As Casey Gilbert treats his pristine 1961 Volkswagen Karmann Ghia to its second resto, he looks back at the road he took to get here.
This article was originally published in the October 2014 issue of Street Machine
IN THE street I grew up in, there was a family that must have been run over by the ugly bus at some stage. Frizzy ginger hair, missing teeth and lopsided moustaches – and that was just the women. Except for the youngest daughter; she was drop-dead beautiful. Somehow, she’d sidestepped that bus.
And in the Volkswagen family, the Karmann Ghia – like the one you see here – is that girl. This one is a 1961 model, but the shape was just so right that VW didn’t feel the need to change it for years. So, apart from a few tweaks here and there, the KG remained – just like its Beetle parents did – the same old girl.
Beautiful it may be, but it doesn’t account for the fact that old VW tin rusts the way Angus Young strums a Gibson SG – swiftly and savagely. So, when WA lad Casey Gilbert got hold of this particular KG about 26 years ago, it was already an old car. And while it looked okay when Casey “paid too much for it”, when he stripped it for its first go round the resto roundabout you could clearly hear Angus ripping out a devilish, rusty riff.
“We acid-dipped the shell and I took one look at the thing and nearly threw it all away,” Casey remembers. “In the end we replaced the bottom six inches of the car with new metal. The bloke who did it was a master, though; he even lead-wiped all the seams.”
Casey trucked around in the Ghia for years in its original shade of white, but about six years ago, he pulled it off the road again for resto number two. That’s when the KG turned black, grew a bigger engine, those stunning wheels and a new interior.
It’s also where current owner Brad ‘Mozzie’ Baron comes in. Casey and Brad were actually once housemates, so the KG had been a big part of both their lives while it was coming together. Brad was dead keen to take Casey’s KG off his hands. And while Casey admits he was anything but keen to part with the car, Brad had a sure-fire negotiating technique: “My nickname is Mozzie – I can be quite annoying and persistent. Every time I’d catch up with Casey, I’d ask: ‘How’s my car going?’ Eventually he cracked and said: ‘We better have a talk about this Volkswagen.’”
What surprises a lot of people is just how tuneable the air-cooled boxer motor really is. The standard unit’s 36hp was all about lugging along for half a million kays, but grab the die-grinder, a stroker crank, big piston kit and a pair of Weber’s finest and you can really make these old chaff-cutters bellow. Or you can do what Casey did, and start shopping Stateside.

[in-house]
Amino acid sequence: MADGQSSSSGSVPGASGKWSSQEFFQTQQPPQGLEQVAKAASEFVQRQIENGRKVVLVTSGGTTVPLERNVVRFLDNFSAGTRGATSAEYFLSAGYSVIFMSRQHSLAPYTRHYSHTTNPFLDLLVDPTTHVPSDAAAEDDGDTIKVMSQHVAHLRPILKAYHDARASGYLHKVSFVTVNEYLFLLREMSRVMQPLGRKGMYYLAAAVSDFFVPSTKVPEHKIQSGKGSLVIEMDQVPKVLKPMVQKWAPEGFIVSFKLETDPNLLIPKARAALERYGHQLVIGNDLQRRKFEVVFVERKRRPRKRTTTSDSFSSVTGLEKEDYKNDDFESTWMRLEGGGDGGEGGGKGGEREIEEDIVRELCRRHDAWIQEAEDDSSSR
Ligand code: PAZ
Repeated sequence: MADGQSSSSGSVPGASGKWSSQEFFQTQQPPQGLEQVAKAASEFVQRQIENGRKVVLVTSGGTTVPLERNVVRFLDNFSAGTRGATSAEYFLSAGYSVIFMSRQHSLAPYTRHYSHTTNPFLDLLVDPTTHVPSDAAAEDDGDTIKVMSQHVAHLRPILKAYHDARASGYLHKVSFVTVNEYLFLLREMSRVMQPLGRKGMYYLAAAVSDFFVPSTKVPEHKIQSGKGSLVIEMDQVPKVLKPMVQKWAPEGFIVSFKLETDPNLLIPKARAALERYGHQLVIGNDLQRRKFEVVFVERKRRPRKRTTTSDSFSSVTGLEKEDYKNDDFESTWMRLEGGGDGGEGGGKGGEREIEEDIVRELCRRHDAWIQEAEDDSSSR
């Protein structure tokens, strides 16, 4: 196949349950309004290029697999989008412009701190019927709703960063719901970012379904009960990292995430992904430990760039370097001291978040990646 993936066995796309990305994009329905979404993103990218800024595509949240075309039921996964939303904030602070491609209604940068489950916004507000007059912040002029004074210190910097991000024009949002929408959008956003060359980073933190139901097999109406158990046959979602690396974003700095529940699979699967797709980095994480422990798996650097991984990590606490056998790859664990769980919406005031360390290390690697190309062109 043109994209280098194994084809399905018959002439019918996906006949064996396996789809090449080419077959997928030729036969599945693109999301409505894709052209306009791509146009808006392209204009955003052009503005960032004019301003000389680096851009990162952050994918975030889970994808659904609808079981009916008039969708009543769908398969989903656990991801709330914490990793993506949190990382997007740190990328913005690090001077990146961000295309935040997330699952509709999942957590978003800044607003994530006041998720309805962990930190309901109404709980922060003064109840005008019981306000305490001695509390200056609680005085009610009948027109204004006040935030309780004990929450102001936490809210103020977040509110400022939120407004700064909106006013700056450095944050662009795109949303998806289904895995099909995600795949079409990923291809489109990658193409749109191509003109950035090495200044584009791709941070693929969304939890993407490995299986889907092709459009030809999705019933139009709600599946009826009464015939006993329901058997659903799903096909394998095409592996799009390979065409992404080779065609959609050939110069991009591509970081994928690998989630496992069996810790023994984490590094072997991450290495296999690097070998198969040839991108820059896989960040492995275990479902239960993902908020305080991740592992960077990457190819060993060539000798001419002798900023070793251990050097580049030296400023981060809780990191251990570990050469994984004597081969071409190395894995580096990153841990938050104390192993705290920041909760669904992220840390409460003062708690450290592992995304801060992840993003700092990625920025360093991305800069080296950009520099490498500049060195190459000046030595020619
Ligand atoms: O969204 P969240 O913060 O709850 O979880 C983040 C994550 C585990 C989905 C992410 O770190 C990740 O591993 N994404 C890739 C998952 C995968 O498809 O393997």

The incredible cult of the Dak-Dak in the US of A means there’s a vast aftermarket out there supplying every nut, bolt and washer. In fact, it’s possible to build an entire Volksy motor without resorting to a single VW part-number. For Casey, the solution was to order up a Bernie Bergmann turn-key unit, which is to a Karmann Ghia what a crate 350 is to a ’71 Camaro. With 94mm slugs and an 84mm throw on the aftermarket crank, total capacity is now a rather stout 2332cc.
VW motors breathe best through twin downdraughts, so that’s what’s going on here; specifically a set of 44mm IDF Webers. The rest of the package is hardcore, too, with a sidewinder exhaust, custom-ground camshaft and a CB Performance ignition system. To account for the extra heat developed, there’s a Porsche fan set-up to push an extra 30 per cent air volume, with a special shroud to mate the Porsche whirlygig to the VW lump.
Okay, so we’re not talking 400hp here, but with only around 800kg to shove around, the 2.3-litre air-pumper does the business, as anybody who has ever been in the jump seat of a quick VW will soon tell you.
The weak link in most VW drivetrains has traditionally been the tranny. Being a transaxle, you can’t just substitute a Muncie or a Toploader. But a mob in the US has developed a much tougher version of the standard four-speed transaxle and called it a Freeway Flyer. It not only keeps revs in the VW’s comfort zone, it keeps the cogs and oil inside the casing, too.
Fitting those 17×7 Radar rims wasn’t something the bodywork maestro wanted to do because it seemed as though the only way to get them on and under was to slice that 1961 metal. Eventually, though, the brains trust figured out how it could be done without butchering the KG’s lovely flanks, but it required a one-off front beam that’s 80mm narrower than stock. It’s adjustable for ride height, too, and mounts the disc brakes, while fatter drums from a Type 3 VW occupy the stock position at the rear.
Inside, the original classy feel of the Karmann Ghia has been returned, courtesy of Kevin Ferguson of Trimtec in Wanneroo, complete with pukka square-weave carpet and seats that mirror the style of the originals. Even the skinny Empi steering wheel is just perfect for this car.
Looking at Mozzie’s Karmann Ghia now, there’s something that’s just spot-on about the whole package. It’s a combination of the stance, the quality, but also the lipstick-on-the-dipstick appeal of the KG back when it was brand spankers.
No need to worry about that ugly bus; it wouldn’t see which way Mozzie’s KG went these days.